This was the most highly-anticipated moment we’ve had in the nearly two years it took Special Counsel Robert Mueller to complete the probe. Democrats, especially those on the 2020 campaign trail, have been hanging on to the possibility of a smoking gun from the investigation.
Instead, Mueller’s report did not find that President Donald Trump’s campaign conspired with Russians to influence the 2016 presidential election. We know this through a four-page summary released Sunday by Attorney General William Barr, closing the door on that part of the investigation and representing a victory for the president who tweeted, “No Collusion, No Obstruction, Complete and Total EXONERATION.”
Except, it’s not entirely because the Mueller report didn’t reach a conclusion on whether Trump obstructed justice. That’s the real gray area. Barr’s summary says in black and white, “while this report does not conclude that the President committed a crime, it also does not exonerate him.”
So where does that leave us? With the door wide open for a new set of legal and political fighting over the president’s judgment. Not surprisingly, all of New Jersey’s Democratic Congressional leaders have called for the release of the full report, adding that without it they’re left with more questions than answers.
On Monday, Sen. Bob Menendez echoed other national Democrats questioning the attorney general’s interpretation of the report.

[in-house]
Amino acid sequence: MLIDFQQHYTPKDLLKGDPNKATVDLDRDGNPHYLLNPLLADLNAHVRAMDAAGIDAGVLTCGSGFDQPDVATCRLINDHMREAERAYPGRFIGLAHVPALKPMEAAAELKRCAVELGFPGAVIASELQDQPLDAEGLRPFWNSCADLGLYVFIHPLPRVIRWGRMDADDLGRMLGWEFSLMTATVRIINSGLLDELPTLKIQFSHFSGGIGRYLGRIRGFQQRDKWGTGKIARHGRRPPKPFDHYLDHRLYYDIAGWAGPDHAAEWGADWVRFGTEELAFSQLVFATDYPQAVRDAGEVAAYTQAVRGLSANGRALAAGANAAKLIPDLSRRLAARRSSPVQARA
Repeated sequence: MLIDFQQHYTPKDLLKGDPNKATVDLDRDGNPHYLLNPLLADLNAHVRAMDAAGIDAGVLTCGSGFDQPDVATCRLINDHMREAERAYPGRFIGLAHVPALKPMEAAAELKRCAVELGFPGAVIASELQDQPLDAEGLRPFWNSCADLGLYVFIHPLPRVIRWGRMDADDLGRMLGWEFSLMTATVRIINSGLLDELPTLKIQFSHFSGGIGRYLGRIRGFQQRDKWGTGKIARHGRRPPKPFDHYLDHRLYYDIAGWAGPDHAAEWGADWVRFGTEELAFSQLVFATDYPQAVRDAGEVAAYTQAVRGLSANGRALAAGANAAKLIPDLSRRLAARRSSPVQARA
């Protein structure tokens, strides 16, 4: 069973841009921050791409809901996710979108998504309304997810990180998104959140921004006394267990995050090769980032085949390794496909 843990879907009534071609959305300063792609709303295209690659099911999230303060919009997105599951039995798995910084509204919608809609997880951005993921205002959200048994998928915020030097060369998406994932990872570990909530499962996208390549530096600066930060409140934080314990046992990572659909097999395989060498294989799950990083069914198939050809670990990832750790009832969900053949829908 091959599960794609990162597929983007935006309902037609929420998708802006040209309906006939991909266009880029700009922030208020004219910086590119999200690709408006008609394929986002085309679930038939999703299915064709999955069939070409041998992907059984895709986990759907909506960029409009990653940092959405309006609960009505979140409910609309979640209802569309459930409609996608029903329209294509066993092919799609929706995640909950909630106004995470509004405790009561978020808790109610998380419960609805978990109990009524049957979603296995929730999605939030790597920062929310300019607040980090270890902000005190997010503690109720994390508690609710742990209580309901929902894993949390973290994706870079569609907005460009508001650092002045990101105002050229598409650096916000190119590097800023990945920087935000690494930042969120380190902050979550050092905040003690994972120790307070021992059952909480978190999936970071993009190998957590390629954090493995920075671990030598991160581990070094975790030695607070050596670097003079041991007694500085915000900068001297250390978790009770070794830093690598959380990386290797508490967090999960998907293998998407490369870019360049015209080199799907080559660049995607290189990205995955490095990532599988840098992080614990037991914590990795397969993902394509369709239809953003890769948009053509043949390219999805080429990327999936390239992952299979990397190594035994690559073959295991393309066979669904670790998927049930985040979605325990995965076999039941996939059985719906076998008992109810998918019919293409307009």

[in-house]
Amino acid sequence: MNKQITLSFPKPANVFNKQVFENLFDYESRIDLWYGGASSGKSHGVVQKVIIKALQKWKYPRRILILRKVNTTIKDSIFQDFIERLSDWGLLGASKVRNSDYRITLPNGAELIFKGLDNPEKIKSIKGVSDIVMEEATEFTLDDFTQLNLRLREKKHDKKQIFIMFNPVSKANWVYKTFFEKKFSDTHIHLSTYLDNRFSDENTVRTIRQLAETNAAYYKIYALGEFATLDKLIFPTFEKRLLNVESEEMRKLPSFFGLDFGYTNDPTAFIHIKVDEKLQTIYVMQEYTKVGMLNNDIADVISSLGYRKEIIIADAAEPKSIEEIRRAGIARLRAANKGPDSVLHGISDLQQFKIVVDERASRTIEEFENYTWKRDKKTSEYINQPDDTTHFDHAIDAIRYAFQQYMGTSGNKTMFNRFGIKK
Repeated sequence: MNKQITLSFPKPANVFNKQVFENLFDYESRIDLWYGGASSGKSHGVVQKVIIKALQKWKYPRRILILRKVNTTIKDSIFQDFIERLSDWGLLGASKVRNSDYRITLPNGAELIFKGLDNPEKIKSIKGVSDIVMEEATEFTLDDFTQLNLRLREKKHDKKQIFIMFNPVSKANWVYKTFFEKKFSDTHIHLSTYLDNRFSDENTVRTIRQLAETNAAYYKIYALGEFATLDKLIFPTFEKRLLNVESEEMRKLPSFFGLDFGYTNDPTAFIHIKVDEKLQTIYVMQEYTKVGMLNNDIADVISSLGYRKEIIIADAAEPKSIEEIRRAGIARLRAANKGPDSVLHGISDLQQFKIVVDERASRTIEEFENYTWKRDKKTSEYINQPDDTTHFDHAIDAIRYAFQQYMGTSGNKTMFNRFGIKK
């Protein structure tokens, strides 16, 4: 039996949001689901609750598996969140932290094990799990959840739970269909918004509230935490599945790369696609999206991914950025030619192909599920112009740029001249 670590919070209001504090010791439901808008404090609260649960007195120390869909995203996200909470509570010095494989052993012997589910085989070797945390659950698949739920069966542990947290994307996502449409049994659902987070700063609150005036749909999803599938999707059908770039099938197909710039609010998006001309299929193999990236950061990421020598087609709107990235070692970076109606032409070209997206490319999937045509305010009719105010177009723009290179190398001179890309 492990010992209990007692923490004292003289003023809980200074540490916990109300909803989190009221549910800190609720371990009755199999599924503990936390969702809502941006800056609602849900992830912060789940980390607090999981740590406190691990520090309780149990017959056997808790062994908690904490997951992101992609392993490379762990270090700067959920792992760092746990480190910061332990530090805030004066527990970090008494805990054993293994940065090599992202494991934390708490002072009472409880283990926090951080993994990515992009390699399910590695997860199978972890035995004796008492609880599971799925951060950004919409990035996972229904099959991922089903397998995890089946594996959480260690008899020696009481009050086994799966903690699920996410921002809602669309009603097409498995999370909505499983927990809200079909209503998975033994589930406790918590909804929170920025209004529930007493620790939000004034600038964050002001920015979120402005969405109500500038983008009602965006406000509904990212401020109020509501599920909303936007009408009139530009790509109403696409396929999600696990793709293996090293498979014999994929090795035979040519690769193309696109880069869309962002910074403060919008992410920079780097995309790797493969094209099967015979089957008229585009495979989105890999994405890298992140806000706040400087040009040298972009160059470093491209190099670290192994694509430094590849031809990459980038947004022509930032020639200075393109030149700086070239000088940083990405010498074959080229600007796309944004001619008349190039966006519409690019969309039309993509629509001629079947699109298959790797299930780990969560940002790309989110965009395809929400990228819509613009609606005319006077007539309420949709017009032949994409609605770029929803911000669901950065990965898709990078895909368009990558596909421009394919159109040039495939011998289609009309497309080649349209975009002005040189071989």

“The attorney general was nominated and appointed by President Trump, so I think the fairness requires, the transparency requires the full report be made public so we can all decide whether the facts that Mr. Mueller put forth after nearly two years and hundreds of witnesses can come to the same conclusion,” he said.
New Jersey’s sole Republican congress member, Chris Smith, called it vindication, as did Doug Steinhardt, chairman of the New Jersey Republican State Committee.
“I’d say it’s a good day for the president. I see it as a good day for the American people. We need to move on. For the last two years this has kind of been the Democratic narrative, and that narrative is now gone. And I hope for the sake of the American people that we do have an opportunity to move past it. I think originally, you know, it was the intention of the narrative to try to undermine this president. You worry that it has the residual impact of undermining the executive office altogether, or quite frankly the democratic process. And I hope for the sake of the country we need to make sure that doesn’t happen,” Steinhardt said.
But you should still expect Democrats to find plenty to dig into, if and when the report becomes public. Remember, there are a number of ancillary investigations taking place because Mueller’s probe found over 17 members in Trump’s campaign that had over 100 contacts with Russians leading up to the election. Thirty-four people were indicted or plead guilty, six of whom were Trump advisers. Don’t expect this story line to end here.